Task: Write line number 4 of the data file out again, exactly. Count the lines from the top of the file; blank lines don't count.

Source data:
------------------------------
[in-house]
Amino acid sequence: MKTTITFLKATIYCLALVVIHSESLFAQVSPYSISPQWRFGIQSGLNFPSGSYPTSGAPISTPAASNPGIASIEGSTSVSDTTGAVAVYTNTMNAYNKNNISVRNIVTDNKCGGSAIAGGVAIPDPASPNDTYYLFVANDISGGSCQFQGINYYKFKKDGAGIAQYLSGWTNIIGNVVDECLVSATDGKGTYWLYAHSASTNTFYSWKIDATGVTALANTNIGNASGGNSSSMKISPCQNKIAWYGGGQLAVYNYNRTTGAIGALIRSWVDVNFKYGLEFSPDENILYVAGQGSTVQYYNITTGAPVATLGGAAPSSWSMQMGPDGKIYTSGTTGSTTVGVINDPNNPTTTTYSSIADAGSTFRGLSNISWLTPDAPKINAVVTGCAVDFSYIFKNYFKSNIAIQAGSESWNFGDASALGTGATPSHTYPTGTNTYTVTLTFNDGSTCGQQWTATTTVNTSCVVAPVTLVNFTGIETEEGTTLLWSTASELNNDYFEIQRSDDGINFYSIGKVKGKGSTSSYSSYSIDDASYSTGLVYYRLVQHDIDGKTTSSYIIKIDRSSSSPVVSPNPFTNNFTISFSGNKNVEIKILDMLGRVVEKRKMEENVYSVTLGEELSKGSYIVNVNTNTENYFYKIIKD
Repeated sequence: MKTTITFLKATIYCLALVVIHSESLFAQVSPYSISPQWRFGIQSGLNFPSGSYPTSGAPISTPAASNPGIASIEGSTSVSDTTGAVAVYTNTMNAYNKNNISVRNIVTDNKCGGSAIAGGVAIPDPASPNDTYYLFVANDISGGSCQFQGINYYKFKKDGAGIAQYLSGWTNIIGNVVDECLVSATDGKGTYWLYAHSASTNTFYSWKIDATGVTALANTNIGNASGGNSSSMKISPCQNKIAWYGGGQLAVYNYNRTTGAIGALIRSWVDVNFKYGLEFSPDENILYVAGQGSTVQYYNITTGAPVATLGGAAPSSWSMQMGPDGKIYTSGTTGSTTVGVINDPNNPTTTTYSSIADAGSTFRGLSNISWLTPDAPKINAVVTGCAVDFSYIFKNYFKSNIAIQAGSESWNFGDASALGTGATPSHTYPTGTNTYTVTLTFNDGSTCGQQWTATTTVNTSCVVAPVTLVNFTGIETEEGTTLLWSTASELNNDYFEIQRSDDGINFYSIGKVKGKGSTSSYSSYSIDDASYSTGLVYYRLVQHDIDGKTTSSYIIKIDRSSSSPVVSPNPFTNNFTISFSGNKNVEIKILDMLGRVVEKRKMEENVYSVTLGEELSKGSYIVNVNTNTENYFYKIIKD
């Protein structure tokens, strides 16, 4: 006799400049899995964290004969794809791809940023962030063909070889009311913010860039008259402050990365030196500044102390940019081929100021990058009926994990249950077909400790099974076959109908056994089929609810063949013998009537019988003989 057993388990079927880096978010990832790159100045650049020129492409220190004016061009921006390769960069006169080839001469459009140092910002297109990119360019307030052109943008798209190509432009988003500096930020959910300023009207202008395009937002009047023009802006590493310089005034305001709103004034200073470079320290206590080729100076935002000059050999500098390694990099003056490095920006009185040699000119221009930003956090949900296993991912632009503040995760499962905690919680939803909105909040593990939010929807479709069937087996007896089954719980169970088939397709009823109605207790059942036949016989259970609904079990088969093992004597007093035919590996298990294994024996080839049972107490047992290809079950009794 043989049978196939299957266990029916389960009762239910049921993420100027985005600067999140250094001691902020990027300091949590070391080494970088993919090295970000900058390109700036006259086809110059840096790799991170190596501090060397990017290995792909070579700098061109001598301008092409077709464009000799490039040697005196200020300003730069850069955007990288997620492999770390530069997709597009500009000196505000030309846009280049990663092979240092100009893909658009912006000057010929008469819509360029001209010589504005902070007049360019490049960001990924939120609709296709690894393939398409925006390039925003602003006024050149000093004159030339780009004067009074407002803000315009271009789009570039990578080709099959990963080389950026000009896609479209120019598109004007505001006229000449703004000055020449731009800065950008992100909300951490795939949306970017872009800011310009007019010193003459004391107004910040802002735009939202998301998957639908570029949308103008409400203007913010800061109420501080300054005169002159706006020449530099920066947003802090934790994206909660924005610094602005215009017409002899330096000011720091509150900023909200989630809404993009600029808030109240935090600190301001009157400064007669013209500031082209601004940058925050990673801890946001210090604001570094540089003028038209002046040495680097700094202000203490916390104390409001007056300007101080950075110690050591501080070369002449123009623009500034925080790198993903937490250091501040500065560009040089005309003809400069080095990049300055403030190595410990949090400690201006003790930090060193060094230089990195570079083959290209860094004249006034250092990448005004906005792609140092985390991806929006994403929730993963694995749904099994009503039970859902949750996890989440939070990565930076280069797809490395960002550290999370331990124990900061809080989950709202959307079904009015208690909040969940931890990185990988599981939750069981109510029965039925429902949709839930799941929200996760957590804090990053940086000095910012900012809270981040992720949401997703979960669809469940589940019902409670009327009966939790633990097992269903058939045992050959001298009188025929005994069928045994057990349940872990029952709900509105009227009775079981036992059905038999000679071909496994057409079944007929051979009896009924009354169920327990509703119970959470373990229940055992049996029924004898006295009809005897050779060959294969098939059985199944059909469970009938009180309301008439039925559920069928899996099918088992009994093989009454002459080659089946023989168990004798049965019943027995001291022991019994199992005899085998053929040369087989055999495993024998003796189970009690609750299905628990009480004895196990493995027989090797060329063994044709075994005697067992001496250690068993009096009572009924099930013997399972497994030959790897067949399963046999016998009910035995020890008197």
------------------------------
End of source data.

């Protein structure tokens, strides 16, 4: 006799400049899995964290004969794809791809940023962030063909070889009311913010860039008259402050990365030196500044102390940019081929100021990058009926994990249950077909400790099974076959109908056994089929609810063949013998009537019988003989 057993388990079927880096978010990832790159100045650049020129492409220190004016061009921006390769960069006169080839001469459009140092910002297109990119360019307030052109943008798209190509432009988003500096930020959910300023009207202008395009937002009047023009802006590493310089005034305001709103004034200073470079320290206590080729100076935002000059050999500098390694990099003056490095920006009185040699000119221009930003956090949900296993991912632009503040995760499962905690919680939803909105909040593990939010929807479709069937087996007896089954719980169970088939397709009823109605207790059942036949016989259970609904079990088969093992004597007093035919590996298990294994024996080839049972107490047992290809079950009794 043989049978196939299957266990029916389960009762239910049921993420100027985005600067999140250094001691902020990027300091949590070391080494970088993919090295970000900058390109700036006259086809110059840096790799991170190596501090060397990017290995792909070579700098061109001598301008092409077709464009000799490039040697005196200020300003730069850069955007990288997620492999770390530069997709597009500009000196505000030309846009280049990663092979240092100009893909658009912006000057010929008469819509360029001209010589504005902070007049360019490049960001990924939120609709296709690894393939398409925006390039925003602003006024050149000093004159030339780009004067009074407002803000315009271009789009570039990578080709099959990963080389950026000009896609479209120019598109004007505001006229000449703004000055020449731009800065950008992100909300951490795939949306970017872009800011310009007019010193003459004391107004910040802002735009939202998301998957639908570029949308103008409400203007913010800061109420501080300054005169002159706006020449530099920066947003802090934790994206909660924005610094602005215009017409002899330096000011720091509150900023909200989630809404993009600029808030109240935090600190301001009157400064007669013209500031082209601004940058925050990673801890946001210090604001570094540089003028038209002046040495680097700094202000203490916390104390409001007056300007101080950075110690050591501080070369002449123009623009500034925080790198993903937490250091501040500065560009040089005309003809400069080095990049300055403030190595410990949090400690201006003790930090060193060094230089990195570079083959290209860094004249006034250092990448005004906005792609140092985390991806929006994403929730993963694995749904099994009503039970859902949750996890989440939070990565930076280069797809490395960002550290999370331990124990900061809080989950709202959307079904009015208690909040969940931890990185990988599981939750069981109510029965039925429902949709839930799941929200996760957590804090990053940086000095910012900012809270981040992720949401997703979960669809469940589940019902409670009327009966939790633990097992269903058939045992050959001298009188025929005994069928045994057990349940872990029952709900509105009227009775079981036992059905038999000679071909496994057409079944007929051979009896009924009354169920327990509703119970959470373990229940055992049996029924004898006295009809005897050779060959294969098939059985199944059909469970009938009180309301008439039925559920069928899996099918088992009994093989009454002459080659089946023989168990004798049965019943027995001291022991019994199992005899085998053929040369087989055999495993024998003796189970009690609750299905628990009480004895196990493995027989090797060329063994044709075994005697067992001496250690068993009096009572009924099930013997399972497994030959790897067949399963046999016998009910035995020890008197």